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Report shows new off-grid investments key to food security

by biasharadigest
Market News

Report shows new off-grid investments key to food security

Maraba Investments
A worker at Maraba Investments in Eldoret displays a solar-powered water pump. PHOTO | JARED NYATAYA 

Investing in new off-grid and mini-grid technologies to extend energy access will be instrumental in helping smallholder farmers meet rising food demand, says a new report.

The report, ‘Policy Innovation To Power the Transformation Of Africa’s Agriculture and Food System’, says the rapid spread of off-grid and mini-grid renewable energy solutions offers hope that Africa can leapfrog outdated and dirty technologies, with almost five million families installing solar home systems in 2018.

The report by leading African and international experts in policy agriculture, ecology, nutrition and food security, Malabo Montpellier Panel, however, says achieving this universal energy access will require a fourfold increase in investment to $120 billion by 2040.

“As demand for food continues to grow globally, universal access to energy will become an urgent necessity, both for the production, processing and consumption of more nutritious food,” said Ousmane Badiane, co-chair of the Malabo Montpellier Panel, which met in the Gambia for the Malabo Montpellier Forum.

“Access to reliable, affordable and sustainable sources of energy to prepare land, plant, harvest, process, distribute and cook food, will ensure that Africa’s agricultural sector can respond to this demand, all within the context of climate change and increasingly scarce natural resources.”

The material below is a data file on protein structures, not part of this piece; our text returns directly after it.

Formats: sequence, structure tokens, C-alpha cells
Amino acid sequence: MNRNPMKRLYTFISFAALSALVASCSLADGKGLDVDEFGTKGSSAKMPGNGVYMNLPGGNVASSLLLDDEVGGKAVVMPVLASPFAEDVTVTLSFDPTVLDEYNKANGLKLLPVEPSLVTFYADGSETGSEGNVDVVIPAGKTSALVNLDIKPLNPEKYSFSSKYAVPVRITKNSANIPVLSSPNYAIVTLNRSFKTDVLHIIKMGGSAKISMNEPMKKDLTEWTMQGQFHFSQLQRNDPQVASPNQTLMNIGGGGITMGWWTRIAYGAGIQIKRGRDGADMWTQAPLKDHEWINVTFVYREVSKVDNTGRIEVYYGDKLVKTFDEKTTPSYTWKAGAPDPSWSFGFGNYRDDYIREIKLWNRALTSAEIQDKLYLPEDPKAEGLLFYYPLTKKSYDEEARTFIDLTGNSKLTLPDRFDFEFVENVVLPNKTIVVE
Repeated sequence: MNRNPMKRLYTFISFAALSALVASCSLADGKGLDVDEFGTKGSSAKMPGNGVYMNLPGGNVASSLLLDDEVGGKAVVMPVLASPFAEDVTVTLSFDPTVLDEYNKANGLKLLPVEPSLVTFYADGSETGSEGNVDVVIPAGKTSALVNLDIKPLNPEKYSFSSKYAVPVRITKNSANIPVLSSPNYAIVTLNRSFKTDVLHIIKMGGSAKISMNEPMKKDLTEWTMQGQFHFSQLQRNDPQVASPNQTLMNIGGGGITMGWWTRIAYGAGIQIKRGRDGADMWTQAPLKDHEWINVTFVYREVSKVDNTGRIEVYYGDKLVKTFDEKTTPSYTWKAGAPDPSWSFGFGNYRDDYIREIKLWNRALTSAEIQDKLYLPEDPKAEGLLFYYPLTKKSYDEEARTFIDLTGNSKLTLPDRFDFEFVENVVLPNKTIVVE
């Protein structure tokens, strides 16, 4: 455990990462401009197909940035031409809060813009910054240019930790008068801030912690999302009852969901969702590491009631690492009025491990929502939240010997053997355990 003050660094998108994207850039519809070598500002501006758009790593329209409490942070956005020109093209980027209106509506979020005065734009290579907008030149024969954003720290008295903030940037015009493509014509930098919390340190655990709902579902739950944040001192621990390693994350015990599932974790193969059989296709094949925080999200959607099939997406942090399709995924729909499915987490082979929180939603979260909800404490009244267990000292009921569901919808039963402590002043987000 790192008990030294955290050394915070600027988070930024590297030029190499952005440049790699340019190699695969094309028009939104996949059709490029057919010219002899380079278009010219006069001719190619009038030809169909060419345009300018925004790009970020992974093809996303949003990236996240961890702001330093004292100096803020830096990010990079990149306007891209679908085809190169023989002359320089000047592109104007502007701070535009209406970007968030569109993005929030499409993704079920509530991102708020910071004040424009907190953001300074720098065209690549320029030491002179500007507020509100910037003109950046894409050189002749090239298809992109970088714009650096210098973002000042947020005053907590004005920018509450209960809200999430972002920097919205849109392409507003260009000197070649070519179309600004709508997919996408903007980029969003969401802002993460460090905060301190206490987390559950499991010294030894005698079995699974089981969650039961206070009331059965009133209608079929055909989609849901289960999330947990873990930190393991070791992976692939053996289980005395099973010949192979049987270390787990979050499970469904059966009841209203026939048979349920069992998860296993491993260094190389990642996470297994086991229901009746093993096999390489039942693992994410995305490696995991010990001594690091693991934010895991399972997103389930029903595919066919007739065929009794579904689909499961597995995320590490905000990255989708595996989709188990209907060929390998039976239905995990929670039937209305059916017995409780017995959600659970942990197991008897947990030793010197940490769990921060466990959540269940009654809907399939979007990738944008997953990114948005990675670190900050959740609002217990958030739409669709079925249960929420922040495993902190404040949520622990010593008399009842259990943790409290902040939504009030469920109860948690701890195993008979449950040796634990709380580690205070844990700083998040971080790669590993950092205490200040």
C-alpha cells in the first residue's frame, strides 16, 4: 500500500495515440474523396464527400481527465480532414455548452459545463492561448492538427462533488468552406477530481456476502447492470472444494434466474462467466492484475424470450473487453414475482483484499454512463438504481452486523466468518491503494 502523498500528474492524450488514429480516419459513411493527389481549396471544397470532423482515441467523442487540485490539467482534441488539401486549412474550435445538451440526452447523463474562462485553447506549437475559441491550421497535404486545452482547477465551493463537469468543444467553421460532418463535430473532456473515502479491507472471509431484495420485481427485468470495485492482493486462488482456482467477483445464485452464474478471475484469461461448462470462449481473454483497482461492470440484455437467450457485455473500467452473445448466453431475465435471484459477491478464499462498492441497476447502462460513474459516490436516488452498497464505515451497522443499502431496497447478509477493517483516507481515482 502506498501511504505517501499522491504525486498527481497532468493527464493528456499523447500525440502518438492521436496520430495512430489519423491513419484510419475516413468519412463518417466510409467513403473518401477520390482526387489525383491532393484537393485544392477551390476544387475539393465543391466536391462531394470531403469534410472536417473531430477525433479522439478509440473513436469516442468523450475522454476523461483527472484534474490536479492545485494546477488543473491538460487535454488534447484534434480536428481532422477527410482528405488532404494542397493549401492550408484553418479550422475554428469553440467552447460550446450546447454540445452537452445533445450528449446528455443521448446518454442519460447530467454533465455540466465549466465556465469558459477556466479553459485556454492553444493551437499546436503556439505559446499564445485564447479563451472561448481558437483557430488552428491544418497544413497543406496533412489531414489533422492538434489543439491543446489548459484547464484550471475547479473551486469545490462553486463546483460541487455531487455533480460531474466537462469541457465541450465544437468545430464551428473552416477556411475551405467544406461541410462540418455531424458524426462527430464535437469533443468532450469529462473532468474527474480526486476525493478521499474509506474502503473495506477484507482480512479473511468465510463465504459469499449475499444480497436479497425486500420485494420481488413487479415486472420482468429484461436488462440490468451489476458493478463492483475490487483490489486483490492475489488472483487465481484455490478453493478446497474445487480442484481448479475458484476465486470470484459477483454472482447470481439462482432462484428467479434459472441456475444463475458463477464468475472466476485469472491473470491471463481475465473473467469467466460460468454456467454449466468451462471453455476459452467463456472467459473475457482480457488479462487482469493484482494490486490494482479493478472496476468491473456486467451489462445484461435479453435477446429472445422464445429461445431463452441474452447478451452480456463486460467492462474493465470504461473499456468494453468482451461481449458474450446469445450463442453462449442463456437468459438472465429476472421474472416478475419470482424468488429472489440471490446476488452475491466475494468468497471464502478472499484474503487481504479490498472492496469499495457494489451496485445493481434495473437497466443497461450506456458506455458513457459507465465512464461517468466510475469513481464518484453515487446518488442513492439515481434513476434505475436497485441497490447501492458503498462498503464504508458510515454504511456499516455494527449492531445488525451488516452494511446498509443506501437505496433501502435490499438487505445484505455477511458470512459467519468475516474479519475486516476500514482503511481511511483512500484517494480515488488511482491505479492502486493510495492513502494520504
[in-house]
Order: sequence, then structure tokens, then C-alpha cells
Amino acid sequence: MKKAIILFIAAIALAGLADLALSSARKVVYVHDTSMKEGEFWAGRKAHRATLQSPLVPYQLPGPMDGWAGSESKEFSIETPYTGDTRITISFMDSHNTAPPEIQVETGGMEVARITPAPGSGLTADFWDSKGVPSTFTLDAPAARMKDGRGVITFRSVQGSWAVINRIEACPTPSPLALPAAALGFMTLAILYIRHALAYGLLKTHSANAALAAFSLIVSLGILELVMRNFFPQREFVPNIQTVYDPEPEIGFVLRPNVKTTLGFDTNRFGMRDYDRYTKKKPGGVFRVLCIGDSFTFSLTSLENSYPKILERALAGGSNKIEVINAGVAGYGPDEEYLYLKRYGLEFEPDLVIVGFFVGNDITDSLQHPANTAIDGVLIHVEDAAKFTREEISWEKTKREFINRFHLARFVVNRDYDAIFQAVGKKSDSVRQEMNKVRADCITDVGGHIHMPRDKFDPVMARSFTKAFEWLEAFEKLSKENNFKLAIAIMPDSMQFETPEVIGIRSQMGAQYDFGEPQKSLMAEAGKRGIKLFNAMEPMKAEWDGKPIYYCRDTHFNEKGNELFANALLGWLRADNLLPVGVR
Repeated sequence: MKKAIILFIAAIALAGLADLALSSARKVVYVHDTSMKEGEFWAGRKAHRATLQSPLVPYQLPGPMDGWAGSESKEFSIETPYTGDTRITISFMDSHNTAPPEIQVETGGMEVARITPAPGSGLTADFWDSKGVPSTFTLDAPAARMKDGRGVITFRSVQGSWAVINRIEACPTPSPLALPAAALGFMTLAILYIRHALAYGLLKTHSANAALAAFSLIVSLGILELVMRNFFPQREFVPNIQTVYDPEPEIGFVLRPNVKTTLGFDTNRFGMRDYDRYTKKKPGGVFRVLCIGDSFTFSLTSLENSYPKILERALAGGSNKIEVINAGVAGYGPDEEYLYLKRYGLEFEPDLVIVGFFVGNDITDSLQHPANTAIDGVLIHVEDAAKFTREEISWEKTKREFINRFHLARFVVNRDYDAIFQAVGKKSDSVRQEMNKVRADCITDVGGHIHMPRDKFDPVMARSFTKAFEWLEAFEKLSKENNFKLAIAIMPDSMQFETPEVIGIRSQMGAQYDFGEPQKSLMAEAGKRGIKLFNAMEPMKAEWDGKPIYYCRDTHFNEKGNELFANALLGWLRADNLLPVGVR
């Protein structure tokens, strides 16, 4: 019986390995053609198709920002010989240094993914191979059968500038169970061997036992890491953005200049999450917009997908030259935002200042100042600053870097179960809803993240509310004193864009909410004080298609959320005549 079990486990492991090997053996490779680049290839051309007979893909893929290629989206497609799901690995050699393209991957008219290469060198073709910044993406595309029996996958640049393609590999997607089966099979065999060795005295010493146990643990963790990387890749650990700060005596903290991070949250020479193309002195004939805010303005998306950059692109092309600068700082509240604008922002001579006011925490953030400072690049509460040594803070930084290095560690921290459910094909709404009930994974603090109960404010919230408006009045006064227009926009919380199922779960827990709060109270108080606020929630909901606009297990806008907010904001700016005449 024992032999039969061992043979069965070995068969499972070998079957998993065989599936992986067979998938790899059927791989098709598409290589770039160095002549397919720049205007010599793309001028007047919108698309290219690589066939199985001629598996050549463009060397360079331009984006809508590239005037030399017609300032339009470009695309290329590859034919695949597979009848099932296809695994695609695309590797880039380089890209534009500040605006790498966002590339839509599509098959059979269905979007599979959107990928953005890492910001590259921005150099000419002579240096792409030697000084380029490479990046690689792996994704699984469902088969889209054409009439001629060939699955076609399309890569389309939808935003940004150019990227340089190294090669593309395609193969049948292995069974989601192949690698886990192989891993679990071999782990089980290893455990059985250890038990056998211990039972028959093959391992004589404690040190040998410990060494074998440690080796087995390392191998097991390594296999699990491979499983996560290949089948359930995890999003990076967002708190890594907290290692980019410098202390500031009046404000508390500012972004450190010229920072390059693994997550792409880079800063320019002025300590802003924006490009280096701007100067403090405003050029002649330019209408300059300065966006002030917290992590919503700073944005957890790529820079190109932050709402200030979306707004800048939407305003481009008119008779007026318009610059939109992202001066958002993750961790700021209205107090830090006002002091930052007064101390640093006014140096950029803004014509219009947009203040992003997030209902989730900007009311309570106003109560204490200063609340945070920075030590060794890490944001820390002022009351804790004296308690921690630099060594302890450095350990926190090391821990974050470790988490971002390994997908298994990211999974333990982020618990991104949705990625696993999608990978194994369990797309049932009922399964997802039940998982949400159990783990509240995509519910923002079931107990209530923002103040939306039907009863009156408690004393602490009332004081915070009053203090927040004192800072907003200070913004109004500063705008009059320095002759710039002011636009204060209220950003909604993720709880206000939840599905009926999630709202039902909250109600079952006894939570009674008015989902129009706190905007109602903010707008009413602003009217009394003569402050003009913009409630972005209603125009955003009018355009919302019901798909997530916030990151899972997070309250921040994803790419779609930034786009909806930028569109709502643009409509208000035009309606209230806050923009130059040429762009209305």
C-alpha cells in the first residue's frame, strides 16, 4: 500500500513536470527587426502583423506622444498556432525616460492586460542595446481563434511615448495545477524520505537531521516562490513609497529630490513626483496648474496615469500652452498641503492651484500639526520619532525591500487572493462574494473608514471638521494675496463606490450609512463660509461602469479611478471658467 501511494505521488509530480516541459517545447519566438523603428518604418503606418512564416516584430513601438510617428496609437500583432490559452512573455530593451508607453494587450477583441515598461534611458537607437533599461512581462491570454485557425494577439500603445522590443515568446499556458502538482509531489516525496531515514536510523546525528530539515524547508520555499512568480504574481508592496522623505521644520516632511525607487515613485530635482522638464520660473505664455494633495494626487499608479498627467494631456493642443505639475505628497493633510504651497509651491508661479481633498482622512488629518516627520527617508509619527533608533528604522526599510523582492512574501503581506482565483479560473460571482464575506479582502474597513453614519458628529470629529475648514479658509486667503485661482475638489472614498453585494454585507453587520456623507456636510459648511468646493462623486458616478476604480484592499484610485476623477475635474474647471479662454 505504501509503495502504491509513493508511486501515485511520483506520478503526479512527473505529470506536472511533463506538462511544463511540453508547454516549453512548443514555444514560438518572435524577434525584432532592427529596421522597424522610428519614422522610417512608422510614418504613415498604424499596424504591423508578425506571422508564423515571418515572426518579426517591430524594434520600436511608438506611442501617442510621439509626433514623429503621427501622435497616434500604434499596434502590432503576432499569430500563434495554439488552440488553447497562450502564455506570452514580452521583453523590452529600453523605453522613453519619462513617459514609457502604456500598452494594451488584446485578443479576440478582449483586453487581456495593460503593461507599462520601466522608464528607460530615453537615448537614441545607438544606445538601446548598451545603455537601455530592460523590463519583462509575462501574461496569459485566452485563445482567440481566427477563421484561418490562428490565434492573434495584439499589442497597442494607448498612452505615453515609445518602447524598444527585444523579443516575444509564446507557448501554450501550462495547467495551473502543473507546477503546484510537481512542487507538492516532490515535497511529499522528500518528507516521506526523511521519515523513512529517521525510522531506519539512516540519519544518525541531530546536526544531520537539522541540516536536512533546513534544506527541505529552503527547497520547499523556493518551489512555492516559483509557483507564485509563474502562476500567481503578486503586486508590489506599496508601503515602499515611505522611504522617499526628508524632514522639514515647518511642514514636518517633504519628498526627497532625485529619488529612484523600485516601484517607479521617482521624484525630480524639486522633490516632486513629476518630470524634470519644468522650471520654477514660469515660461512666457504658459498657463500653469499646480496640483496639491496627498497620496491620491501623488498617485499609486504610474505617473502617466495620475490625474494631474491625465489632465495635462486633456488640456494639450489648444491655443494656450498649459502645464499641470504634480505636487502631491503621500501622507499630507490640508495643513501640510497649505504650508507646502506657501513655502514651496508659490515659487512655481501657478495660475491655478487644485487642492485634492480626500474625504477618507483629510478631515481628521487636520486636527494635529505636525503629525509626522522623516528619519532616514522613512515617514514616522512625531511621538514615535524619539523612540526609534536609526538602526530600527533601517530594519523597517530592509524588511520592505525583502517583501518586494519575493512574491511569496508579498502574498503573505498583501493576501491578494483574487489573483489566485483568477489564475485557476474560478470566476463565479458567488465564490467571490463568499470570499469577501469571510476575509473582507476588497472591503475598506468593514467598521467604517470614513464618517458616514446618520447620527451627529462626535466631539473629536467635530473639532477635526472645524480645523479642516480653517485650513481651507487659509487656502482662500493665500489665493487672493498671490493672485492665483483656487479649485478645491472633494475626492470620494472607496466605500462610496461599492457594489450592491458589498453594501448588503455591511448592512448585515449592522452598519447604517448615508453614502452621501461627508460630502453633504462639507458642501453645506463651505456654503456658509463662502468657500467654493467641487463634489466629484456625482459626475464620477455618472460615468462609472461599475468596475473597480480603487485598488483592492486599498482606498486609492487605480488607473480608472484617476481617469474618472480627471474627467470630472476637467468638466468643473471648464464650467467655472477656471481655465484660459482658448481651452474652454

The panel has also highlighted the need to ensure access to benefit African women, in particular, allowing them to spend less time collecting fuel for cooking and heating, and benefiting from pollution-free homes.

Around 600,000 people die every year in Africa from noxious fumes produced by cooking stoves and fuelwood — more than the annual global deaths caused by malaria.

Overall, cooking accounts for more 70 per cent of household energy usage in Africa, compared with less than 10 per cent globally.

The panel analysed six African countries that had made significant progress in connecting rural areas to energy sources in its latest report.

Among them was Ethiopia, where access to electricity doubled between 2010 and 2016, partly through the Climate Resilient Green Economy strategy launched in 2011.

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